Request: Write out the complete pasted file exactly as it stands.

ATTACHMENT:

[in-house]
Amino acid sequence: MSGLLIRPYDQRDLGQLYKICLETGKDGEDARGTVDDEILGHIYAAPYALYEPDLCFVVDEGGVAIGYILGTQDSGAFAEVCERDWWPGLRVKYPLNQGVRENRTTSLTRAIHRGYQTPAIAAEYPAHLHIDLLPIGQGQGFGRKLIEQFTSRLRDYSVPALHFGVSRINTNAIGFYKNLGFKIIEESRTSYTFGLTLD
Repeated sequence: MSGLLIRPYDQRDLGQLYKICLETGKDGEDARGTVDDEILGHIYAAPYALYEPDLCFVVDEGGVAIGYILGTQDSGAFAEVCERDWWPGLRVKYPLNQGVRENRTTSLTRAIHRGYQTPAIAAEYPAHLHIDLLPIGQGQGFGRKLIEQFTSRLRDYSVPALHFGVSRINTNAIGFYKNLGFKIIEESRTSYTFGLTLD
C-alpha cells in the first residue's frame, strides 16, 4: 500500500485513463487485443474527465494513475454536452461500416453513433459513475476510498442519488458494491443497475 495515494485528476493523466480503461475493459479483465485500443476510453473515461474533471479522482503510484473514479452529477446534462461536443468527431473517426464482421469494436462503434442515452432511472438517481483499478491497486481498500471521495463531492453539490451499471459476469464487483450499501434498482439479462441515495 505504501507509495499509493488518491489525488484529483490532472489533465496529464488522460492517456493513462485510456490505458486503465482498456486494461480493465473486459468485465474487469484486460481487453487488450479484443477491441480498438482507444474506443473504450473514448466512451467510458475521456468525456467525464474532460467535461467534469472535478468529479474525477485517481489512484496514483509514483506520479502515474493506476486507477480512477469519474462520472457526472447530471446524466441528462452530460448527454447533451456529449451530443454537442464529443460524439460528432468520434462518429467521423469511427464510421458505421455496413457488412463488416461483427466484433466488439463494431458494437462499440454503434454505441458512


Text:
[in-house]
Amino acid sequence: MSGLLIRPYDQRDLGQLYKICLETGKDGEDARGTVDDEILGHIYAAPYALYEPDLCFVVDEGGVAIGYILGTQDSGAFAEVCERDWWPGLRVKYPLNQGVRENRTTSLTRAIHRGYQTPAIAAEYPAHLHIDLLPIGQGQGFGRKLIEQFTSRLRDYSVPALHFGVSRINTNAIGFYKNLGFKIIEESRTSYTFGLTLD
Repeated sequence: MSGLLIRPYDQRDLGQLYKICLETGKDGEDARGTVDDEILGHIYAAPYALYEPDLCFVVDEGGVAIGYILGTQDSGAFAEVCERDWWPGLRVKYPLNQGVRENRTTSLTRAIHRGYQTPAIAAEYPAHLHIDLLPIGQGQGFGRKLIEQFTSRLRDYSVPALHFGVSRINTNAIGFYKNLGFKIIEESRTSYTFGLTLD
C-alpha cells in the first residue's frame, strides 16, 4: 500500500485513463487485443474527465494513475454536452461500416453513433459513475476510498442519488458494491443497475 495515494485528476493523466480503461475493459479483465485500443476510453473515461474533471479522482503510484473514479452529477446534462461536443468527431473517426464482421469494436462503434442515452432511472438517481483499478491497486481498500471521495463531492453539490451499471459476469464487483450499501434498482439479462441515495 505504501507509495499509493488518491489525488484529483490532472489533465496529464488522460492517456493513462485510456490505458486503465482498456486494461480493465473486459468485465474487469484486460481487453487488450479484443477491441480498438482507444474506443473504450473514448466512451467510458475521456468525456467525464474532460467535461467534469472535478468529479474525477485517481489512484496514483509514483506520479502515474493506476486507477480512477469519474462520472457526472447530471446524466441528462452530460448527454447533451456529449451530443454537442464529443460524439460528432468520434462518429467521423469511427464510421458505421455496413457488412463488416461483427466484433466488439463494431458494437462499440454503434454505441458512